"Kill" SD-Card to get it reborn :)

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Hello
Somehow i smashed my SD-Card (Reekin 1GB)in my SD-ATMEGA-Circuit.
So i can't format it anymore, but it still has 5 mp3-Files on it, that i can access.
Panasonic SD-Formater doesn't work.
So how do i have to handle the thing, to put it back to life?
Writing zeros all the time?
I think, i have to use CMD24 or 25 right?

Please give me a proposal in Pseudocode.

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Personally I'd use WinHex and just write 0 to the MBR so that Windows will see it as "blank". Only thing is that you need a licence for WinHex to write otherwise it's read only. So next suggestion is to attach it to a Linux machine and just dd from /dev/zero to it something like

dd if=/dev/zero of/dev/sde1 bs=512 count=64

(use fdisk -l to check first whether it's sde1 or whatever)

But how about just using good old fashioned FDISK in WinDOS?

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No do not fill MBR with zeroes. I tried it once, and WinXP formatted it without MBR. The FAT partition started directly from sector 0.

This may work with some devices but may not work with all of them, at least when the card info registers say is it formatted with or without MBR, and the actual format differs.

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oh yeah, i should have mentioned, that i tried it with winhex, but after putting the card in again, the files were there again.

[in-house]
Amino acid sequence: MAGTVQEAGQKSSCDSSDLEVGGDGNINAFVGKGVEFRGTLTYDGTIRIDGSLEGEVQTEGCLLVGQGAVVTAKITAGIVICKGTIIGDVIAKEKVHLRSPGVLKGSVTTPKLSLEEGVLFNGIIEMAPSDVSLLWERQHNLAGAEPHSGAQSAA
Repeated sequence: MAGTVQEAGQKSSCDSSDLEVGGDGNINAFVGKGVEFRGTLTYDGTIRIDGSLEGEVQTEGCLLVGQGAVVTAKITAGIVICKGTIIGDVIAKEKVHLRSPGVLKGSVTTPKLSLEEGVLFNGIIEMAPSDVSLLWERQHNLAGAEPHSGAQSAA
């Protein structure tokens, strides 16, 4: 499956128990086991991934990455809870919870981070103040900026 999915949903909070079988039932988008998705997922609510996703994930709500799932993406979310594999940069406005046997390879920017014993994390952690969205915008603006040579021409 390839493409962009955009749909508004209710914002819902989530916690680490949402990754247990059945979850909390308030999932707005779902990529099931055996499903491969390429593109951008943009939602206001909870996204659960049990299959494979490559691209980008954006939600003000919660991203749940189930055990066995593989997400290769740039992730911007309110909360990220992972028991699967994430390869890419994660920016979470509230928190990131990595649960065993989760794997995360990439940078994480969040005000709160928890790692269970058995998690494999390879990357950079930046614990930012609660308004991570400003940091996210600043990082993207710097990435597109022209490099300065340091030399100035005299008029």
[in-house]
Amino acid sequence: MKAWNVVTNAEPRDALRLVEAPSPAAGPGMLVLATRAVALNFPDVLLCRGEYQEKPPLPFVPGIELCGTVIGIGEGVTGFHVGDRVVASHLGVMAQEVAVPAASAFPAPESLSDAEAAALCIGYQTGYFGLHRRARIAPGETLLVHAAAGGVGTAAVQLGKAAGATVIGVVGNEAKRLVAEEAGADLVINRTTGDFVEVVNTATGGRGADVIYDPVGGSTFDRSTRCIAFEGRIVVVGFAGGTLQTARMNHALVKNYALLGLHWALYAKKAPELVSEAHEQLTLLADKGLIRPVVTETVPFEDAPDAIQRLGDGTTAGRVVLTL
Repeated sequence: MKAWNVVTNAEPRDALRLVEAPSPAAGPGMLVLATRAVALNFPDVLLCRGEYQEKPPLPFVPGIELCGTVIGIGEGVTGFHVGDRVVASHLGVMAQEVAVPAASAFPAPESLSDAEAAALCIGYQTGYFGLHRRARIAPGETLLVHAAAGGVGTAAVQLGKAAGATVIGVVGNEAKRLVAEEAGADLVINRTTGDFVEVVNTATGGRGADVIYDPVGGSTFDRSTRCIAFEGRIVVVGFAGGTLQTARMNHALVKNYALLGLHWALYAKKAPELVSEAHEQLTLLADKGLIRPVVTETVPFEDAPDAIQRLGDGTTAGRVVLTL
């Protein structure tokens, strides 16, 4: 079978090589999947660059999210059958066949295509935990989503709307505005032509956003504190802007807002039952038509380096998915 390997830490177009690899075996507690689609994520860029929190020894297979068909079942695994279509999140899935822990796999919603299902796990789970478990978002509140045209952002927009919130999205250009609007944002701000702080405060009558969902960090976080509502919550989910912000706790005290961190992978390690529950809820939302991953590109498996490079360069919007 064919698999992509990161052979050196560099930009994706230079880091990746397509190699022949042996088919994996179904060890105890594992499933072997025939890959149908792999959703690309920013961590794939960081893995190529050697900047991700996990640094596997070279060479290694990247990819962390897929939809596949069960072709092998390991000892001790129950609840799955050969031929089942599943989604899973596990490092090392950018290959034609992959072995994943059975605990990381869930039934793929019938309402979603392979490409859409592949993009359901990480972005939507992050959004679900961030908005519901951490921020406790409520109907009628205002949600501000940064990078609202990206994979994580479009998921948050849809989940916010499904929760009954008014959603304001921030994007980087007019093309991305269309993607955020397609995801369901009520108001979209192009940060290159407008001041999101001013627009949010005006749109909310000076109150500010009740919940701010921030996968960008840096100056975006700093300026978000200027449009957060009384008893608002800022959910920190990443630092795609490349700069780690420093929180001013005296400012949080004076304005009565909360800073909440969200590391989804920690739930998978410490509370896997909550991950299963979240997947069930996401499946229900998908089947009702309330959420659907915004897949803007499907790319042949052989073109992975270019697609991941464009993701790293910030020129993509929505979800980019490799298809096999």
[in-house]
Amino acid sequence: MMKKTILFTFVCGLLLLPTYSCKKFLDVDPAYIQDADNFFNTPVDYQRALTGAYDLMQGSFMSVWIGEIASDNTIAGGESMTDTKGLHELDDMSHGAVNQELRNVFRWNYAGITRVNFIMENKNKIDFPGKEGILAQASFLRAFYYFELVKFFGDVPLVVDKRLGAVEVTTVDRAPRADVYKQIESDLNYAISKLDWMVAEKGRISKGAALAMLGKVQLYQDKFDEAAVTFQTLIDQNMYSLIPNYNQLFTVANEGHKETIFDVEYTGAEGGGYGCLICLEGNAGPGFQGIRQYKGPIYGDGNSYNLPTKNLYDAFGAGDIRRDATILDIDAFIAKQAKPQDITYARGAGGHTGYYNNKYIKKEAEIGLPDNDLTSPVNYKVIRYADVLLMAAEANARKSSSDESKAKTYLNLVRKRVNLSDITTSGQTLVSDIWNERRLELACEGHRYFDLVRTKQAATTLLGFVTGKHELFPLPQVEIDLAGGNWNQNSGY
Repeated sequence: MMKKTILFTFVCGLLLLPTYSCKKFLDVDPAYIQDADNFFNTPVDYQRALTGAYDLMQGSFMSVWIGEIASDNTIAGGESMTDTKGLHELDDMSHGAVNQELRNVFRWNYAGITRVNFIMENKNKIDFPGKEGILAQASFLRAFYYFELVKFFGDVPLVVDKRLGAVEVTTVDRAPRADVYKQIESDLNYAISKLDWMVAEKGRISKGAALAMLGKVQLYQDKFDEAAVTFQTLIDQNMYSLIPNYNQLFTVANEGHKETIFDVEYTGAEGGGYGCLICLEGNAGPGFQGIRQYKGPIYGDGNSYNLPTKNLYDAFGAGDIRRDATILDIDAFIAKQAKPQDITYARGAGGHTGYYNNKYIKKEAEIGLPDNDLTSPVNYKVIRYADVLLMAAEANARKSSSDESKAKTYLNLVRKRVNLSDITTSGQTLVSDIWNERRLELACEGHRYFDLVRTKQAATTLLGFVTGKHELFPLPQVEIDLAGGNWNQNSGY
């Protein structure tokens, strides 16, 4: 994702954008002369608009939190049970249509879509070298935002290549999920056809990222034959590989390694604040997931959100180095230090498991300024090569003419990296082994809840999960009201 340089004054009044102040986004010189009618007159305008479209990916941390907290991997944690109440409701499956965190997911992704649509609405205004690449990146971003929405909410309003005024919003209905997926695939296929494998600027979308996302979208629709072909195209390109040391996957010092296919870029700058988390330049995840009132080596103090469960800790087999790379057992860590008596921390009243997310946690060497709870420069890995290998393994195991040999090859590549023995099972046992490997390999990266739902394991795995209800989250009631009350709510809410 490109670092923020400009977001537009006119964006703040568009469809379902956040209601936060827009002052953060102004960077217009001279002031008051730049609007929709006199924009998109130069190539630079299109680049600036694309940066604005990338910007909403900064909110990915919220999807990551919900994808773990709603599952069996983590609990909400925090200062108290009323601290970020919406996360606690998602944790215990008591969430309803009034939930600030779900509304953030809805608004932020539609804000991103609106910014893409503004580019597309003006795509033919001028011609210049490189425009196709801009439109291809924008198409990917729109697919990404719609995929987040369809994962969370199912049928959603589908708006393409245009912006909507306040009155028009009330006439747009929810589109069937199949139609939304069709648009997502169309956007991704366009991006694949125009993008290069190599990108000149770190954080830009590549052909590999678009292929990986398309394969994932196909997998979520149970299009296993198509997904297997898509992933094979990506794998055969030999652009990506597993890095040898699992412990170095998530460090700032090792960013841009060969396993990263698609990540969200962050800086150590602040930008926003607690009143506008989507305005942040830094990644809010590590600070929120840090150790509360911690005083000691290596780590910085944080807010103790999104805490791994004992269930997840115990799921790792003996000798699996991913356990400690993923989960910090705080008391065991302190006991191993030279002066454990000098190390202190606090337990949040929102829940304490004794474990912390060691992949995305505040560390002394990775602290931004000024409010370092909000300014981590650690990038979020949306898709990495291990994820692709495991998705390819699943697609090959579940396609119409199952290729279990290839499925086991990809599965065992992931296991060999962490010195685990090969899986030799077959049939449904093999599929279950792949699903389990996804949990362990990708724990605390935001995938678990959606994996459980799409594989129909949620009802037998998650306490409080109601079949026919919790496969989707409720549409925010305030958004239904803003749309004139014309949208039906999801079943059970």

SD-Formatter brings me "Card is write-protected."

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Hello,

The problem is not yet solved. ;)

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Quote:

i tried it with winhex, but after putting the card in again, the files were there again.

Then you probably didn't get WinHex to write the modified sectors back to the disk (or you don't have a registered copy in which case WinHex is read-only)

To be honest I find the quick way to wipe drives is using Linux. Assuming the card appears as /dev/sdc then just do something like:

dd if=/dev/zero of=/dev/sdc bs=512 count=64

to wipe the first 64 sectors (for example). Before you do this use "fdisk -l" and make ABSOLUTELY sure that you have identified the correct target (such as /dev/sdc in this example) because if you get it wrong you completely blitz your main Linux system.

(oh and do this with root privileges)